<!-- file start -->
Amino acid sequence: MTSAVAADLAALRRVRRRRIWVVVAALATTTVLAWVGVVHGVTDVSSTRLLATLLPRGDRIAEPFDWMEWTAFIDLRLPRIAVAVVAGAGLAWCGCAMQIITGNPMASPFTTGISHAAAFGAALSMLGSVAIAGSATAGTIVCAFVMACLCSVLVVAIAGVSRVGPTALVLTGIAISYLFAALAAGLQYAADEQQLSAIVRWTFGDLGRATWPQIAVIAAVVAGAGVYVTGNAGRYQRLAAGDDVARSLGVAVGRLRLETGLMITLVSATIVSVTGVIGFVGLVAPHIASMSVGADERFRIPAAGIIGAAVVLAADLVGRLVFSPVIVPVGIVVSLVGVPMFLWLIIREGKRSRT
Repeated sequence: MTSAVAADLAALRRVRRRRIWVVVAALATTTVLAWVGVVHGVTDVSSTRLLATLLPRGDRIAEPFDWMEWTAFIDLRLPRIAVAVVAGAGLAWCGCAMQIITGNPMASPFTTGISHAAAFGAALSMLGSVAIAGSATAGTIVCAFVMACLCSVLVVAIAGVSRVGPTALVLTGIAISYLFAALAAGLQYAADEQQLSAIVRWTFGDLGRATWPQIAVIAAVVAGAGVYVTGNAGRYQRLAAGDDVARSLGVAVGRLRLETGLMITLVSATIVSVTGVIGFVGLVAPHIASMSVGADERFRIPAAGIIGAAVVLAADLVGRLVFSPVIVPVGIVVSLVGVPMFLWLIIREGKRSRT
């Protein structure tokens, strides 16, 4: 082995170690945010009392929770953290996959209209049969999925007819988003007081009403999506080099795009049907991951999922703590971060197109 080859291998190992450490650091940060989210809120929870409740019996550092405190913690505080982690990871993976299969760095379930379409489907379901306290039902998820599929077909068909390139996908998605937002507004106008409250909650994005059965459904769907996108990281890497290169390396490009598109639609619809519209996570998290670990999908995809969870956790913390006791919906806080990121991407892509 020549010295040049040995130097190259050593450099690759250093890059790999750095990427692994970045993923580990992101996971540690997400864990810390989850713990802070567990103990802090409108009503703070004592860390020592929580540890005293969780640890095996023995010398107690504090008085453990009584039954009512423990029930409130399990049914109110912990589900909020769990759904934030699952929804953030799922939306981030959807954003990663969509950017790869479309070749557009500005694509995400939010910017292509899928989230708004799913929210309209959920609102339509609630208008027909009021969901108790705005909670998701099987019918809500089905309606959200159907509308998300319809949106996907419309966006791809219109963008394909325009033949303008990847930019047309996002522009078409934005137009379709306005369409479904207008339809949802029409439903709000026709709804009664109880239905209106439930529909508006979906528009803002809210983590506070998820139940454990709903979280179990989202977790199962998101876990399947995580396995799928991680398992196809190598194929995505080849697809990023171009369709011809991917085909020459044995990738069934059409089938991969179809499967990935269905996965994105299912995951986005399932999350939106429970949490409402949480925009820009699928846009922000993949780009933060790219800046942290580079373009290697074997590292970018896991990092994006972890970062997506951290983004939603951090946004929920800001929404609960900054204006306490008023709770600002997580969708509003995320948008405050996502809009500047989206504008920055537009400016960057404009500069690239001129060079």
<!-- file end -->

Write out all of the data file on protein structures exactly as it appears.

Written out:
Amino acid sequence: MTSAVAADLAALRRVRRRRIWVVVAALATTTVLAWVGVVHGVTDVSSTRLLATLLPRGDRIAEPFDWMEWTAFIDLRLPRIAVAVVAGAGLAWCGCAMQIITGNPMASPFTTGISHAAAFGAALSMLGSVAIAGSATAGTIVCAFVMACLCSVLVVAIAGVSRVGPTALVLTGIAISYLFAALAAGLQYAADEQQLSAIVRWTFGDLGRATWPQIAVIAAVVAGAGVYVTGNAGRYQRLAAGDDVARSLGVAVGRLRLETGLMITLVSATIVSVTGVIGFVGLVAPHIASMSVGADERFRIPAAGIIGAAVVLAADLVGRLVFSPVIVPVGIVVSLVGVPMFLWLIIREGKRSRT
Repeated sequence: MTSAVAADLAALRRVRRRRIWVVVAALATTTVLAWVGVVHGVTDVSSTRLLATLLPRGDRIAEPFDWMEWTAFIDLRLPRIAVAVVAGAGLAWCGCAMQIITGNPMASPFTTGISHAAAFGAALSMLGSVAIAGSATAGTIVCAFVMACLCSVLVVAIAGVSRVGPTALVLTGIAISYLFAALAAGLQYAADEQQLSAIVRWTFGDLGRATWPQIAVIAAVVAGAGVYVTGNAGRYQRLAAGDDVARSLGVAVGRLRLETGLMITLVSATIVSVTGVIGFVGLVAPHIASMSVGADERFRIPAAGIIGAAVVLAADLVGRLVFSPVIVPVGIVVSLVGVPMFLWLIIREGKRSRT
């Protein structure tokens, strides 16, 4: 082995170690945010009392929770953290996959209209049969999925007819988003007081009403999506080099795009049907991951999922703590971060197109 080859291998190992450490650091940060989210809120929870409740019996550092405190913690505080982690990871993976299969760095379930379409489907379901306290039902998820599929077909068909390139996908998605937002507004106008409250909650994005059965459904769907996108990281890497290169390396490009598109639609619809519209996570998290670990999908995809969870956790913390006791919906806080990121991407892509 020549010295040049040995130097190259050593450099690759250093890059790999750095990427692994970045993923580990992101996971540690997400864990810390989850713990802070567990103990802090409108009503703070004592860390020592929580540890005293969780640890095996023995010398107690504090008085453990009584039954009512423990029930409130399990049914109110912990589900909020769990759904934030699952929804953030799922939306981030959807954003990663969509950017790869479309070749557009500005694509995400939010910017292509899928989230708004799913929210309209959920609102339509609630208008027909009021969901108790705005909670998701099987019918809500089905309606959200159907509308998300319809949106996907419309966006791809219109963008394909325009033949303008990847930019047309996002522009078409934005137009379709306005369409479904207008339809949802029409439903709000026709709804009664109880239905209106439930529909508006979906528009803002809210983590506070998820139940454990709903979280179990989202977790199962998101876990399947995580396995799928991680398992196809190598194929995505080849697809990023171009369709011809991917085909020459044995990738069934059409089938991969179809499967990935269905996965994105299912995951986005399932999350939106429970949490409402949480925009820009699928846009922000993949780009933060790219800046942290580079373009290697074997590292970018896991990092994006972890970062997506951290983004939603951090946004929920800001929404609960900054204006306490008023709770600002997580969708509003995320948008405050996502809009500047989206504008920055537009400016960057404009500069690239001129060079």